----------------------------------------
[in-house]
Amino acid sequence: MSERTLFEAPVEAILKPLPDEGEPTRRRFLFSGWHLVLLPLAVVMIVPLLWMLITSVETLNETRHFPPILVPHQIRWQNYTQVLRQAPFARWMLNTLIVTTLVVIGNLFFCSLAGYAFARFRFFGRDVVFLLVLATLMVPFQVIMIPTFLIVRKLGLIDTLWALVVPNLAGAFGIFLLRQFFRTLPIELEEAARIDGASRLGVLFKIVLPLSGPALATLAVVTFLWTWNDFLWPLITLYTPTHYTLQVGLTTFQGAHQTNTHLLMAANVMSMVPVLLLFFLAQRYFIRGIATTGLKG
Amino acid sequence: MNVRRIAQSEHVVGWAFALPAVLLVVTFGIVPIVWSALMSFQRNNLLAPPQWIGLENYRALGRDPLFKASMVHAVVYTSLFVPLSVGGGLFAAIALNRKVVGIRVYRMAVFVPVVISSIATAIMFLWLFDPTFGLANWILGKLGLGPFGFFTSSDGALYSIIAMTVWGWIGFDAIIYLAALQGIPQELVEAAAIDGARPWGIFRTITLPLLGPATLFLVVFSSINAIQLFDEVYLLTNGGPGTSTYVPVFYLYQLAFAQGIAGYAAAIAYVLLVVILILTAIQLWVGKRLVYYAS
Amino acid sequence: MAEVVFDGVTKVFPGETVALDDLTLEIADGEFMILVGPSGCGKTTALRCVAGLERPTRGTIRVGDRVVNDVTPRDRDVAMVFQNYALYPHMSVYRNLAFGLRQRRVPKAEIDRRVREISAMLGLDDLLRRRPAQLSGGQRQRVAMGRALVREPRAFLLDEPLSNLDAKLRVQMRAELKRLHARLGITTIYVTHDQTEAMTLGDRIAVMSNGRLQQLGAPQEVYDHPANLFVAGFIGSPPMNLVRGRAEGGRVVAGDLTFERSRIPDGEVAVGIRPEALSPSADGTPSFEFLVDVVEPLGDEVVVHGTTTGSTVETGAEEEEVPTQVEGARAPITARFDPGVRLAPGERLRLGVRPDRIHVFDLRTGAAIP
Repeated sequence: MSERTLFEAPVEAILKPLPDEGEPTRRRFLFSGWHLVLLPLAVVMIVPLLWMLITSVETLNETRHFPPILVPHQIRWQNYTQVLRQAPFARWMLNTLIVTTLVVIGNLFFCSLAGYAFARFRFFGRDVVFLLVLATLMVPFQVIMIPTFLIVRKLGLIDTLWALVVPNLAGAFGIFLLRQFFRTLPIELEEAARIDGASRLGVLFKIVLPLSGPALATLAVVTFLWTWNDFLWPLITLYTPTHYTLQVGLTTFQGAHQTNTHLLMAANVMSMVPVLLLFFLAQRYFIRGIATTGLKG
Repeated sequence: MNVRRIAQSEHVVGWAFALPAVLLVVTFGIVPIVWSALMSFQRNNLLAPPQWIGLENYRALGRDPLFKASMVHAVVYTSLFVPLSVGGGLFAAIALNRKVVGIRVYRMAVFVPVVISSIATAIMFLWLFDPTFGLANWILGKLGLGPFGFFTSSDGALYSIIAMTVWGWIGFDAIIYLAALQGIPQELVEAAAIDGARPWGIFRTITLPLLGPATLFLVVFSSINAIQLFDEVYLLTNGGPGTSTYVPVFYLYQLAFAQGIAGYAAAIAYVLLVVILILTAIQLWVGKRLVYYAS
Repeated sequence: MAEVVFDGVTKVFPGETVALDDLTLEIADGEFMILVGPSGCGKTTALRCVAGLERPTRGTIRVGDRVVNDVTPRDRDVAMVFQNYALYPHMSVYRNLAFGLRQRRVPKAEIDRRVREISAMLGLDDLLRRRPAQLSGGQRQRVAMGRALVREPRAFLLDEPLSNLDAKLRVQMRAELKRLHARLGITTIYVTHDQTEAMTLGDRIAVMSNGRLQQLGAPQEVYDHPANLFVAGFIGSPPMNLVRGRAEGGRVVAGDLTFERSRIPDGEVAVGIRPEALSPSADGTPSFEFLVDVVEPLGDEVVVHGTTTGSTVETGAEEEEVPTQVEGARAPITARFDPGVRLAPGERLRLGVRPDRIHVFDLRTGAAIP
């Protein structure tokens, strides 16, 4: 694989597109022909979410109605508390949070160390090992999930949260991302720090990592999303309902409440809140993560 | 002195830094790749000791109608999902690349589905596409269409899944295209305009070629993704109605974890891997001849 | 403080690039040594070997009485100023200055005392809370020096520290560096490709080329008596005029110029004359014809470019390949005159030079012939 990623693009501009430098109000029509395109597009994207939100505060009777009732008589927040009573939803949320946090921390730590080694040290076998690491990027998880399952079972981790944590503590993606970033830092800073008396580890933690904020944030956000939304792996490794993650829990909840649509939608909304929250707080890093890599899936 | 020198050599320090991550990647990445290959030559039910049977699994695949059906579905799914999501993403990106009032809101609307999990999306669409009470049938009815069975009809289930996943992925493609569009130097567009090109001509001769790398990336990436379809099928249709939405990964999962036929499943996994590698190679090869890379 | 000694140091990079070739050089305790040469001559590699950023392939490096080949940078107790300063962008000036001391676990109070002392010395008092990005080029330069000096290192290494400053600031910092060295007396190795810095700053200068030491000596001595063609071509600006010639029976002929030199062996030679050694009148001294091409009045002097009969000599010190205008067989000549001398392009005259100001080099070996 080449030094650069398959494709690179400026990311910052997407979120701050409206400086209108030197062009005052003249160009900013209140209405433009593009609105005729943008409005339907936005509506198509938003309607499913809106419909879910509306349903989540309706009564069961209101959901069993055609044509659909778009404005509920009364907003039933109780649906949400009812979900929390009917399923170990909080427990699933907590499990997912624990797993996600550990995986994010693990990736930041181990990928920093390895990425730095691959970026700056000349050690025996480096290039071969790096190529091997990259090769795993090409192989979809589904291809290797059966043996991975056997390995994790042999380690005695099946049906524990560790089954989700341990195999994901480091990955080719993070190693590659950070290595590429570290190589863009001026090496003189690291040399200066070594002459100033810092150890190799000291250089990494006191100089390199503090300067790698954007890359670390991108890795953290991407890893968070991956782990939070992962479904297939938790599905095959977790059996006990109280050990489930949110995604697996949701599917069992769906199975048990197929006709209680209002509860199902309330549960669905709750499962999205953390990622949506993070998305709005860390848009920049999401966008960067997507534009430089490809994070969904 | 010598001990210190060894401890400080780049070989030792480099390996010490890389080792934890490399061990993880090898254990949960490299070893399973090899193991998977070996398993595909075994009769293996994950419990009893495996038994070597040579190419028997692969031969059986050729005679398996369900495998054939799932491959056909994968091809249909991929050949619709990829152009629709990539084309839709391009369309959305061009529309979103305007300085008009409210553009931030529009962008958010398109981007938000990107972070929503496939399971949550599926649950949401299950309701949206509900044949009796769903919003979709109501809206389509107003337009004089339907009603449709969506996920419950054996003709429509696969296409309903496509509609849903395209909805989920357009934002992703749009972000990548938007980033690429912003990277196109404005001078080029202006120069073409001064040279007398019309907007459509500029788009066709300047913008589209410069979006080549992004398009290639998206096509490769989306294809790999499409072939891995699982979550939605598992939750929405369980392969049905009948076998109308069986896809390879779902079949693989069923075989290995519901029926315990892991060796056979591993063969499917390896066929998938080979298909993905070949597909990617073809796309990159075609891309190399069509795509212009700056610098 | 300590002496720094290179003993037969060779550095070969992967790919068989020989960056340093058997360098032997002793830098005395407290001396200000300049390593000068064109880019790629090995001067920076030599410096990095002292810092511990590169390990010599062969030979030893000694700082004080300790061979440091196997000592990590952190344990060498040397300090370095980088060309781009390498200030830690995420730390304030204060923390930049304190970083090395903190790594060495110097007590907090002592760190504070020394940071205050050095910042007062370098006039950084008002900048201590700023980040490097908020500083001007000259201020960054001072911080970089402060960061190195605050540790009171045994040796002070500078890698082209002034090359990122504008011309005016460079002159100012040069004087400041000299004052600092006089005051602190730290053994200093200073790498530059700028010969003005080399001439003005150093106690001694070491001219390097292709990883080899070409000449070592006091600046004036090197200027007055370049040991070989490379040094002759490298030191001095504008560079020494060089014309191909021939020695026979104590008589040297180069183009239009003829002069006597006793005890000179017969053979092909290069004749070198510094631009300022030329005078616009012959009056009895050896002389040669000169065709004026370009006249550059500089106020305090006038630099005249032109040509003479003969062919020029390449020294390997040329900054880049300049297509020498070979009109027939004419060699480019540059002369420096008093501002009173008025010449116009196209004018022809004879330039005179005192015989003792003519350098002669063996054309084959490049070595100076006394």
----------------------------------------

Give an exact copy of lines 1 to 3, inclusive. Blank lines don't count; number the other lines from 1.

[in-house]
Amino acid sequence: MSERTLFEAPVEAILKPLPDEGEPTRRRFLFSGWHLVLLPLAVVMIVPLLWMLITSVETLNETRHFPPILVPHQIRWQNYTQVLRQAPFARWMLNTLIVTTLVVIGNLFFCSLAGYAFARFRFFGRDVVFLLVLATLMVPFQVIMIPTFLIVRKLGLIDTLWALVVPNLAGAFGIFLLRQFFRTLPIELEEAARIDGASRLGVLFKIVLPLSGPALATLAVVTFLWTWNDFLWPLITLYTPTHYTLQVGLTTFQGAHQTNTHLLMAANVMSMVPVLLLFFLAQRYFIRGIATTGLKG
Amino acid sequence: MNVRRIAQSEHVVGWAFALPAVLLVVTFGIVPIVWSALMSFQRNNLLAPPQWIGLENYRALGRDPLFKASMVHAVVYTSLFVPLSVGGGLFAAIALNRKVVGIRVYRMAVFVPVVISSIATAIMFLWLFDPTFGLANWILGKLGLGPFGFFTSSDGALYSIIAMTVWGWIGFDAIIYLAALQGIPQELVEAAAIDGARPWGIFRTITLPLLGPATLFLVVFSSINAIQLFDEVYLLTNGGPGTSTYVPVFYLYQLAFAQGIAGYAAAIAYVLLVVILILTAIQLWVGKRLVYYAS